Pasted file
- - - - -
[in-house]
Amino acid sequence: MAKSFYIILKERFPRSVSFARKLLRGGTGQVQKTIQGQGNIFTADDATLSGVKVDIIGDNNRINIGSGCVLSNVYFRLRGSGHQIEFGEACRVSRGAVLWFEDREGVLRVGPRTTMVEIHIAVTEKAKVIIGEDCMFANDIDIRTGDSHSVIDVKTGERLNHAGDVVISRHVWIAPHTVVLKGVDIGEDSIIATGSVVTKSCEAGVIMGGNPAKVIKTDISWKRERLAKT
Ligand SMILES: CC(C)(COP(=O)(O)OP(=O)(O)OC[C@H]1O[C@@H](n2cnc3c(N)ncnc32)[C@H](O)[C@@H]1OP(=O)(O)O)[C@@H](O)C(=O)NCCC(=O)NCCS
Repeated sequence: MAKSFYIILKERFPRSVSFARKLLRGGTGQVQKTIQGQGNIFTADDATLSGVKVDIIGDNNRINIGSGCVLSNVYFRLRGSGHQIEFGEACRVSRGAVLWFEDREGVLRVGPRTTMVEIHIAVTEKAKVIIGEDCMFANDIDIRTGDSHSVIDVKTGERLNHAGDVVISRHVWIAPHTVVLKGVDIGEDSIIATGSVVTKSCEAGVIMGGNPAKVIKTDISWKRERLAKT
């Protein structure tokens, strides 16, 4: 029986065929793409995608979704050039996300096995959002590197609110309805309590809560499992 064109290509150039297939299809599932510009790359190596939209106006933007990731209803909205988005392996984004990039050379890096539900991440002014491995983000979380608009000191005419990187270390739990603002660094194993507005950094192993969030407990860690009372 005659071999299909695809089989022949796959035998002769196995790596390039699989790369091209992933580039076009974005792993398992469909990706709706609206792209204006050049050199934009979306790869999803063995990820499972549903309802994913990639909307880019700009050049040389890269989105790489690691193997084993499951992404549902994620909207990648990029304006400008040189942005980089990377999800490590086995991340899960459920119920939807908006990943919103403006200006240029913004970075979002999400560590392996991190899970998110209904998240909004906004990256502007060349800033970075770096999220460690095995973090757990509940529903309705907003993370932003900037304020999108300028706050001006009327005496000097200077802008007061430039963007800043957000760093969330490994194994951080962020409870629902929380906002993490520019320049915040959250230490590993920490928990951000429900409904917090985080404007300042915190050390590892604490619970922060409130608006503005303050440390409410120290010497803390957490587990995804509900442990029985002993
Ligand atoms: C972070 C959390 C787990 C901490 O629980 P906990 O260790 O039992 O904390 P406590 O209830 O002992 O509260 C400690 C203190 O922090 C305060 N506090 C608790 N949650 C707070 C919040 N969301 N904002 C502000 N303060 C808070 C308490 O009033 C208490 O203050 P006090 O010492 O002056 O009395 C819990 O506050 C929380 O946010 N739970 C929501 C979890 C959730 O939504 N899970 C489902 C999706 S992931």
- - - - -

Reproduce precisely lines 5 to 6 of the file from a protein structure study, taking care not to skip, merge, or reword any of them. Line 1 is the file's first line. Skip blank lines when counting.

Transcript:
């Protein structure tokens, strides 16, 4: 029986065929793409995608979704050039996300096995959002590197609110309805309590809560499992 064109290509150039297939299809599932510009790359190596939209106006933007990731209803909205988005392996984004990039050379890096539900991440002014491995983000979380608009000191005419990187270390739990603002660094194993507005950094192993969030407990860690009372 005659071999299909695809089989022949796959035998002769196995790596390039699989790369091209992933580039076009974005792993398992469909990706709706609206792209204006050049050199934009979306790869999803063995990820499972549903309802994913990639909307880019700009050049040389890269989105790489690691193997084993499951992404549902994620909207990648990029304006400008040189942005980089990377999800490590086995991340899960459920119920939807908006990943919103403006200006240029913004970075979002999400560590392996991190899970998110209904998240909004906004990256502007060349800033970075770096999220460690095995973090757990509940529903309705907003993370932003900037304020999108300028706050001006009327005496000097200077802008007061430039963007800043957000760093969330490994194994951080962020409870629902929380906002993490520019320049915040959250230490590993920490928990951000429900409904917090985080404007300042915190050390590892604490619970922060409130608006503005303050440390409410120290010497803390957490587990995804509900442990029985002993
Ligand atoms: C972070 C959390 C787990 C901490 O629980 P906990 O260790 O039992 O904390 P406590 O209830 O002992 O509260 C400690 C203190 O922090 C305060 N506090 C608790 N949650 C707070 C919040 N969301 N904002 C502000 N303060 C808070 C308490 O009033 C208490 O203050 P006090 O010492 O002056 O009395 C819990 O506050 C929380 O946010 N739970 C929501 C979890 C959730 O939504 N899970 C489902 C999706 S992931």